Culture & traditions alive at Kutztown Folk Festival: More than 700 pack Kutztown quilt barn in first two hours of Kutztown Folk Festival opening day

Patriot photo by Roxanne Richardson Tina Palombo taught her grandchildren (left to right) Abby, Nikki, Colin, and Gillian Ballaster to quilt. As each contributed to the visitor quilt, they got to sign their names. Each year these quilts are set out for display at the festival.

The Kutztown Folk Festival opened Saturday with more than 700 attendees having gone through the quilt barn within the first two hours of opening.

The festival featured more than 2,500 traditional quilts and wall hangings that were hand made locally and available for sale. Four of the quilts won Best of Show and 20 quilts were selected as Top Honors.

“Design, color, and quality of stitching,” is what makes a prize winning quilt, said Carol Heppe, quilt director. “First and foremost is the wow factor.”

A patchwork quilt was set up for festival visitors to add their stitching skills and signature to the block they worked on. These quilts are then displayed at the festival each year. Heppe said there are visitor quilts on display from the past 12 or 13 years.

Abby Ballaster thought that quilting may have been harder back in the 1800s. Ballaster along with her sisters, Nikki, and Gillian, and their brother, Colin, learned from their grandmother, Tina Palombo. Each of the children worked on a block so they could add their signature like they had done for the past several years.

Quilting is not the only tradition carried on today. According to the festival’s booklet, birch beer and sarsaparilla are native Pennsylvania drinks that date back to the early 1700s. Lydia Corby, born in 1928, stopped at the root beer wagon and reminisced about the time when her mother would dig up roots to make her own home brewed root beer.

“I remember smelling it when I was young,” said Corby.

Corby comes each year to the festival because it brings back memories of her youth and her mother, Rosa Tust, who was from Austria and even though she spoke German, she had learned the dialect of the Pennsylvania Dutch. Corby also spoke of homemade sauerkraut stored in a big barrel, homemade jellies and jams, apple butter, cider, and applesauce from their own apple trees.

“This young generation has no idea how hard people worked then, but I was telling my son we didn’t have television; we just had radio and so there was a lot of time to do other things,” said Corby.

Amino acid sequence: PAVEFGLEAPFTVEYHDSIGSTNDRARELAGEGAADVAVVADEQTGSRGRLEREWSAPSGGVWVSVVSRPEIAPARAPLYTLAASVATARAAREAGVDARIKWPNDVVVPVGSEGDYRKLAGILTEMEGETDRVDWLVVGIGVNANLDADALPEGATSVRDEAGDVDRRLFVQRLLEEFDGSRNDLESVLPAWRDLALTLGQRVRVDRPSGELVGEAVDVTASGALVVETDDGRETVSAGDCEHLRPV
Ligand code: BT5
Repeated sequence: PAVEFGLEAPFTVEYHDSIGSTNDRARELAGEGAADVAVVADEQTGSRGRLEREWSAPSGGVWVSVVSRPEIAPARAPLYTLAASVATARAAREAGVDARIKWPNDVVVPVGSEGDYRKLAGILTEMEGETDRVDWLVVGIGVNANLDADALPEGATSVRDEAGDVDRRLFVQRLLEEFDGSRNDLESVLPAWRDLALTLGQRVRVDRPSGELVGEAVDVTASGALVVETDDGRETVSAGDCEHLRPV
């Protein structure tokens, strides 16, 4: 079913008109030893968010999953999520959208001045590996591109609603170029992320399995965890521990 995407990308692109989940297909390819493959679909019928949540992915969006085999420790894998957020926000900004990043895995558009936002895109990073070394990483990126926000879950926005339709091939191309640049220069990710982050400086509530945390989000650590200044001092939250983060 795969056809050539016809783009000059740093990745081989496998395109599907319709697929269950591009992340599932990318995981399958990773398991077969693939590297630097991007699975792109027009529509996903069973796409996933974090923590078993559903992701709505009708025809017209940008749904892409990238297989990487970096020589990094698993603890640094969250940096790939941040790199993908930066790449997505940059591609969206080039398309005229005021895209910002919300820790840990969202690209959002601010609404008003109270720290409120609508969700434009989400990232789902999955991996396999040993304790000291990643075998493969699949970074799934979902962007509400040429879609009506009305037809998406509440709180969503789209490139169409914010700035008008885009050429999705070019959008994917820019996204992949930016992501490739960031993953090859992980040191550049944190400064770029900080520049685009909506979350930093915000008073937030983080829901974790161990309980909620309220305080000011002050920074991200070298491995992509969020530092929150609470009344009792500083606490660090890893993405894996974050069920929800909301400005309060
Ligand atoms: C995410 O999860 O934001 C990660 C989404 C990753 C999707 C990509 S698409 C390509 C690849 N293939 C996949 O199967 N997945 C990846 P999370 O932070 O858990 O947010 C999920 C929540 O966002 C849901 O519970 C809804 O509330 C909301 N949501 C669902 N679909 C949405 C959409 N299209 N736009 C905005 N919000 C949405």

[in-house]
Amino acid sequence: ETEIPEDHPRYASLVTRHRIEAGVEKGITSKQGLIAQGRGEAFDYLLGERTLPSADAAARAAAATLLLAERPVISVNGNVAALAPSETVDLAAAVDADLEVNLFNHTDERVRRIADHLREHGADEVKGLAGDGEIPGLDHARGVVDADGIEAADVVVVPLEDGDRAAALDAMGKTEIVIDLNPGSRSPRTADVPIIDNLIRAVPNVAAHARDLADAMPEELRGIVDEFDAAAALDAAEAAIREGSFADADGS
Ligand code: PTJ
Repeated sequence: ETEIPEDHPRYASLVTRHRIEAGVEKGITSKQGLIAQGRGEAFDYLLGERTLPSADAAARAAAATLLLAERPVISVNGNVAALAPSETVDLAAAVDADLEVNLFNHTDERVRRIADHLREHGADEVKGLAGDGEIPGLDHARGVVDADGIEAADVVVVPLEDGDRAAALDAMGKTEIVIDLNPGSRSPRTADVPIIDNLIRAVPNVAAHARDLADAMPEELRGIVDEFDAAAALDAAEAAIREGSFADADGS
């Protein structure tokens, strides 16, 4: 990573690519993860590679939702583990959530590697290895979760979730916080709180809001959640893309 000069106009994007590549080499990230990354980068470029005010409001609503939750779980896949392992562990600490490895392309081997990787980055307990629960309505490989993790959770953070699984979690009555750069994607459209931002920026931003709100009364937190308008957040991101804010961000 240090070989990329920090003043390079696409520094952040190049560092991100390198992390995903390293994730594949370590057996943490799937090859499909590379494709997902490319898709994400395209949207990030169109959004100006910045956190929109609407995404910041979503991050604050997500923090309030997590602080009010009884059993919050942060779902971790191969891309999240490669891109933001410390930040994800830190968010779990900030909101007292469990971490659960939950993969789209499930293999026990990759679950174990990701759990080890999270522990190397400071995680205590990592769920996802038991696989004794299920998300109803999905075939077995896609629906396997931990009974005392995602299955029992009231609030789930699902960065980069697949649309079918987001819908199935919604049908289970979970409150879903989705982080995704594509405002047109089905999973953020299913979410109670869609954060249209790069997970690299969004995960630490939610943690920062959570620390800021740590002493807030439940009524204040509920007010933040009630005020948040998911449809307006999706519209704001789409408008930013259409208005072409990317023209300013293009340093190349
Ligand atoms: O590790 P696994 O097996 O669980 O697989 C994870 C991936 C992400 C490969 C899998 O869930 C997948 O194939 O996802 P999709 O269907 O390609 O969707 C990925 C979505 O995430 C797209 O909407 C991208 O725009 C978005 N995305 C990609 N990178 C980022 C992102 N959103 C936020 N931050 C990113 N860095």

Entertainment traditions live on at the festival also. Calliope tunes, music to dance to, bands entertaining the crowds, and in the little Mennonite Meeting House was a guitarist strumming away as people wandered through. The harps that were on display in the little building caught the attention of William Macmillan, 13, and his brother, Maxwell, 10, Brandywine Heights School District pianists.

In answer to what William thought of musical instruments back in the 1800s he said, “I think that they were very, very simple and usually either percussion or strings because that was what people had back then. They didn’t really have down the exact science of woodwinds yet, but strings were easy to tune; they were easy to play and percussion instruments aren’t really that complex.”

Another tradition that has gone through some changes over time is the art of candle making. Each year, youth get the chance to make a candle by dipping a wick into a huge kettle of melted wax. It takes a number of rotations around a circle to let each dip of wax harden before adding a new layer. Do you ever wonder what the kids think of how things were made then as to how they are made now? One boy who had just completed the second grade and had never had any candle making experience, didn’t have to think hard.

Stopping just long enough to answer, Eric Schanzenbacher said, “They sort of do it the same way, but they compress it. They use a hot wax to do it quicker and form it into a shape.”

With something for everyone at the Kutztown Folk Festival, for Rose Lance, it was a stand of herbs for foods and even soaps she had purchased once before for her dog’s itchy skin.

“I have an herb garden. I love running out and just picking whatever I need and bringing it in and cooking with it,” said Lance. “I think they were used a lot more for remedies. Now we use a lot of medications and things, drugs, instead of herbs.”

Some of the other tasty treats that continue to be popular time-honored traditions at the festival include kettle corn, maple candy, and the grandest of all, roast ox.

For more information about the Kutztown Folk Festival, go to http://www.kutztownfestival.com/.

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